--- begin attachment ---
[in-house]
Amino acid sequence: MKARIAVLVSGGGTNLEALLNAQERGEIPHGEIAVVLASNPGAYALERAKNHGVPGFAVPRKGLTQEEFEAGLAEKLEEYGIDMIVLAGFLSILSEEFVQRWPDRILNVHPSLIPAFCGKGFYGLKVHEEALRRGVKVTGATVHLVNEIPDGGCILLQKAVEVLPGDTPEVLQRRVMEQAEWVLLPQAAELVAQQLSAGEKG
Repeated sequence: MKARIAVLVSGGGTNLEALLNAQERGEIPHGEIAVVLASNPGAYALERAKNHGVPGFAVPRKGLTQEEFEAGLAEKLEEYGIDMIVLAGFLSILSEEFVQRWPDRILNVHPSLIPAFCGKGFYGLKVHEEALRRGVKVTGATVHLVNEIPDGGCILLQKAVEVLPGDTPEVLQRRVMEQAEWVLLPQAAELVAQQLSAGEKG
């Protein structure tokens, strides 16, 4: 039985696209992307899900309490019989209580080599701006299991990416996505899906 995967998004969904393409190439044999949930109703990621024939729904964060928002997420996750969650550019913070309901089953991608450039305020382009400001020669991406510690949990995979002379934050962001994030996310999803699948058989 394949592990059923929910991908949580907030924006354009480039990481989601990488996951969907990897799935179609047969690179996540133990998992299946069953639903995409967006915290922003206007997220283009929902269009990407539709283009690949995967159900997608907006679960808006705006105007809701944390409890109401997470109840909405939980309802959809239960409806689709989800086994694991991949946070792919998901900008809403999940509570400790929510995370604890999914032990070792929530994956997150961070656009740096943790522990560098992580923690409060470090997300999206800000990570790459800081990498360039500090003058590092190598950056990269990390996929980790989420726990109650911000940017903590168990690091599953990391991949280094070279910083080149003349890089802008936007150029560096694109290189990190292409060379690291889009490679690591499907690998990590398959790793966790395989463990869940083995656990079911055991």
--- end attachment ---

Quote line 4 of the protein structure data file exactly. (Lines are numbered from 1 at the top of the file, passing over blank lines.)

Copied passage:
């Protein structure tokens, strides 16, 4: 039985696209992307899900309490019989209580080599701006299991990416996505899906 995967998004969904393409190439044999949930109703990621024939729904964060928002997420996750969650550019913070309901089953991608450039305020382009400001020669991406510690949990995979002379934050962001994030996310999803699948058989 394949592990059923929910991908949580907030924006354009480039990481989601990488996951969907990897799935179609047969690179996540133990998992299946069953639903995409967006915290922003206007997220283009929902269009990407539709283009690949995967159900997608907006679960808006705006105007809701944390409890109401997470109840909405939980309802959809239960409806689709989800086994694991991949946070792919998901900008809403999940509570400790929510995370604890999914032990070792929530994956997150961070656009740096943790522990560098992580923690409060470090997300999206800000990570790459800081990498360039500090003058590092190598950056990269990390996929980790989420726990109650911000940017903590168990690091599953990391991949280094070279910083080149003349890089802008936007150029560096694109290189990190292409060379690291889009490679690591499907690998990590398959790793966790395989463990869940083995656990079911055991």